If I was Minister for Education, I’d get rid of Irish textbooks entirely at primary level and concentrate on turning out a generation of 12-year-olds who could hold a basic conversation in Irish. I’d have teachers switch between Irish and English in the classroom from day one, and do all the ‘fun’ subjects, like art, games, story time, through the simplest Irish.
We didn’t learn English from books, we learned it by listening and wanting to communicate, so how come that obvious precedent had eluded the Dept of Education forever? At second level I’d continue making it a spoken language first, centre classes on discussing topics that actually interest the kids, so they’ll want to participate — have you got your Taylor Swift tickets? Did you watch that 16-year-old dart player? What do you think of the new Marvel movie — but only if they can do so in Irish.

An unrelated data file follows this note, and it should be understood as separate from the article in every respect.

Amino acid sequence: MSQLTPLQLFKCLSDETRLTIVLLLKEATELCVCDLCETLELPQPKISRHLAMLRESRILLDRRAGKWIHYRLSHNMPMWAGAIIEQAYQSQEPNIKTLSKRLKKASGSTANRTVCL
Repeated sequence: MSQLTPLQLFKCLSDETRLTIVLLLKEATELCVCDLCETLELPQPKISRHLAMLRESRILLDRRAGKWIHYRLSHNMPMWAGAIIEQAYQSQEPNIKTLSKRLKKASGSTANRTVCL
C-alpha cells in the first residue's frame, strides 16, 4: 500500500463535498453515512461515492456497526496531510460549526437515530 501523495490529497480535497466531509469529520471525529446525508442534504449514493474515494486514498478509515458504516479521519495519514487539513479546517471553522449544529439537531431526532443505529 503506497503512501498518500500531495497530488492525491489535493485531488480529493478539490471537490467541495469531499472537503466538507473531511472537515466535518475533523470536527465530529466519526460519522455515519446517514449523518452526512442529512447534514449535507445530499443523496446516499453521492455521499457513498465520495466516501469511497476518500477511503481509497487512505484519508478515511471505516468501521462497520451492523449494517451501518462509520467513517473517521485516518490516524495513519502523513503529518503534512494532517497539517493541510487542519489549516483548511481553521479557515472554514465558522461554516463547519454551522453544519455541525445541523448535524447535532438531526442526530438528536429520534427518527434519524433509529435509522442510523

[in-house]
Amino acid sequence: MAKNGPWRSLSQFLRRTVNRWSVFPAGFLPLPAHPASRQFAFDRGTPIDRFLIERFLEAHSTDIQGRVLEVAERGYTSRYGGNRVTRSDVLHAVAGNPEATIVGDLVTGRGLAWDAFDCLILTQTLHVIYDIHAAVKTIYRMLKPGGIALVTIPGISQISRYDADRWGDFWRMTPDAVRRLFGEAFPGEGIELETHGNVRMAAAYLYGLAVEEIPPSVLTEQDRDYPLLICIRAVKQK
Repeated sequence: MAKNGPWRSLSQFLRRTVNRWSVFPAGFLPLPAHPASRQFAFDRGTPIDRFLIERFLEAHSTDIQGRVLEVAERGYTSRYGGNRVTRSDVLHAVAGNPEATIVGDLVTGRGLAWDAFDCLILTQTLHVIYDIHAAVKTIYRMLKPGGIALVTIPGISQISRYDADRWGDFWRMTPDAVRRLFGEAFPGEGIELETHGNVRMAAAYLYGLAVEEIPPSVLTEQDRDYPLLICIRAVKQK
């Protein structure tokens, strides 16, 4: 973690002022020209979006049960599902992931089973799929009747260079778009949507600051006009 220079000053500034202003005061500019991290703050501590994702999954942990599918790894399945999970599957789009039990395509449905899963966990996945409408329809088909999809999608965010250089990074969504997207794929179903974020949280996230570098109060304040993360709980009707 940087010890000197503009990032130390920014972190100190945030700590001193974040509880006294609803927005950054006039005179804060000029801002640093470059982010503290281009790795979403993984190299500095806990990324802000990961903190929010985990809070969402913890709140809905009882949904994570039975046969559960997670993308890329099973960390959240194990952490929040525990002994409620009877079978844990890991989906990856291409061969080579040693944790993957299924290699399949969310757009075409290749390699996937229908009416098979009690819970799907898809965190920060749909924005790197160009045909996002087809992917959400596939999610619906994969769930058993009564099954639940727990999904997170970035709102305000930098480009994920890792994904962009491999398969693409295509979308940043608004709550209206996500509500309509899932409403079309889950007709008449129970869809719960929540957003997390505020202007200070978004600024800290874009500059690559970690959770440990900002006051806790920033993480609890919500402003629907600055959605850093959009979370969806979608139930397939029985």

At State exam level, I’d incentivise it with extra points, but remove the compulsory element. Smart kids are running rings around it already, so leave it to those who have a genuine affinity — but make sure no child leaves school unable to hold a conversation in Irish. Anything less, after 13 years of compulsory tuition, is a failure of instruction in any language.